Peony’s not pregnant. I should know, I clean the loo. And the pants. You get the picture.

She’s up to something though. In the evenings, as Mother, Charlton and I settle in front of the World Cup, her phone will ring and she’ll answer it with a “not now!” and leave the room in a rush.

Yesterday Mother asked her: “What are you going to do with your life, dear?”

We were at the garden table examining the clothing catalogues, it being summer sale time.

“Mother!” I said. “That’s Peony’s business and nobody else’s.”

Peony scowled at whatever she saw in her catalogue.

“Plenty of irons in fires,” she mumbled.

“That’s right,” I soothed.

“It’s just that we had such high hopes for you,” continued Mother. “What with your own mother failing to achieve anything. We put all our hopes into you. You did so well at university.”

I was just agreeing with this assessment when I heard the echo of the insult.

“What do you mean failed? I’ve worked my arse off all my life.”

Peony patted me on my shoulder.

“Mum’s a writer,” she said and I swear I heard a distant tone of commiseration in her voice.

“Ha!” replied Mother.

Oh I didn’t want to have this conversation. I’ve had it too often before. I never come off well.

“She is,” insisted Peony and still there it was, that little ding of pity.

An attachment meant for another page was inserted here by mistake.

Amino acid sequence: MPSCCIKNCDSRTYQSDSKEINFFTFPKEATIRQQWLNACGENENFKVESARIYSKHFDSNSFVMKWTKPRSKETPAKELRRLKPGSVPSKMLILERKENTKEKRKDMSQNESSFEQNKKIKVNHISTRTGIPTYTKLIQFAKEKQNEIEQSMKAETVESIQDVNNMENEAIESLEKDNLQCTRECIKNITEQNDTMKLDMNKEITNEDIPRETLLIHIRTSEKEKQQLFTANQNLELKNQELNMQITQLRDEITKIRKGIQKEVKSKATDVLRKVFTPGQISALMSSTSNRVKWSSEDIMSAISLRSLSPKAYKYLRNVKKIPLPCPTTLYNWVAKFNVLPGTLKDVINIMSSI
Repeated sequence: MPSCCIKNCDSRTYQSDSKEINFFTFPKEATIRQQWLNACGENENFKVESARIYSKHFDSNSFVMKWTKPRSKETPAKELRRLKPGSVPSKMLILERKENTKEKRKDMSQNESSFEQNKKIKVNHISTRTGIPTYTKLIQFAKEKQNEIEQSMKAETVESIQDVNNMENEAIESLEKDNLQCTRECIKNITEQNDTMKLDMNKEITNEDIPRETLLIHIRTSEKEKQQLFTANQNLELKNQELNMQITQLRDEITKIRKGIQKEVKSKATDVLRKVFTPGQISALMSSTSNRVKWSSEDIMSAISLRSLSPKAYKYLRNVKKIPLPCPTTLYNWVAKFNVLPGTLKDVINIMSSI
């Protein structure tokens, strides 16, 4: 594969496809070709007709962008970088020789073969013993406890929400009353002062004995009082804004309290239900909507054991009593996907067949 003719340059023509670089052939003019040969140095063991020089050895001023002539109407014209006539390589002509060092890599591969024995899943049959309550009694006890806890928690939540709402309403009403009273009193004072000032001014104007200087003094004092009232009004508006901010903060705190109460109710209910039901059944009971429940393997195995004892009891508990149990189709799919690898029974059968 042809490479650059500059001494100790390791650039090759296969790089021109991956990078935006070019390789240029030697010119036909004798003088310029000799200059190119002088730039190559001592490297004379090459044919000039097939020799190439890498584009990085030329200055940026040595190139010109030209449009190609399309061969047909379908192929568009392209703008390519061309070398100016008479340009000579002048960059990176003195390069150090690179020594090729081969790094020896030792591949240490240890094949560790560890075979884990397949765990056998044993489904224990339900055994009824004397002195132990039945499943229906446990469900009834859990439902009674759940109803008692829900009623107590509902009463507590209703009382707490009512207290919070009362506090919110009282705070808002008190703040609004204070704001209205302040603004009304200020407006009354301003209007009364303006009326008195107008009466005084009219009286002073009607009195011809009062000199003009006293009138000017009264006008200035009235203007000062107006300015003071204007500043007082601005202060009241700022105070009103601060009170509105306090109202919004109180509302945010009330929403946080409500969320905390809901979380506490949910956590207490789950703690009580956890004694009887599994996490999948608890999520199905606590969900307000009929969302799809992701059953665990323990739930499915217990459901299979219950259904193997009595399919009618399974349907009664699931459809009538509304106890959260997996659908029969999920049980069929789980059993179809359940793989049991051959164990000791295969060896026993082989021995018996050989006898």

Mother pulled a face.

“It’s not really writing though, is it? Not real books, I mean. Come on.”

I sighed.

“Can we not have this conversation?”

“They’re very nice books,” tried Peony. “People get to choose whether they want to read them or not. Who cares what publishers think? Let the people decide! We’re living in a new era, Grunma. Nothing’s mainstream any more.”

Mother won’t argue with Peony. To her, Peony is a shining temple goddess. You can’t go bickering with a goddess.

“If you say so,” she grumbled. “I can’t continue speaking, dears. Not with my condition. But let me just have the last word as befits my age and status. They’re not proper books. Not really.”

Peony laughed and slapped her grandmother affectionately on her back.

“Silly old tart!” she exclaimed and her phone rang and she hurried to the end of the garden to take the call.

 

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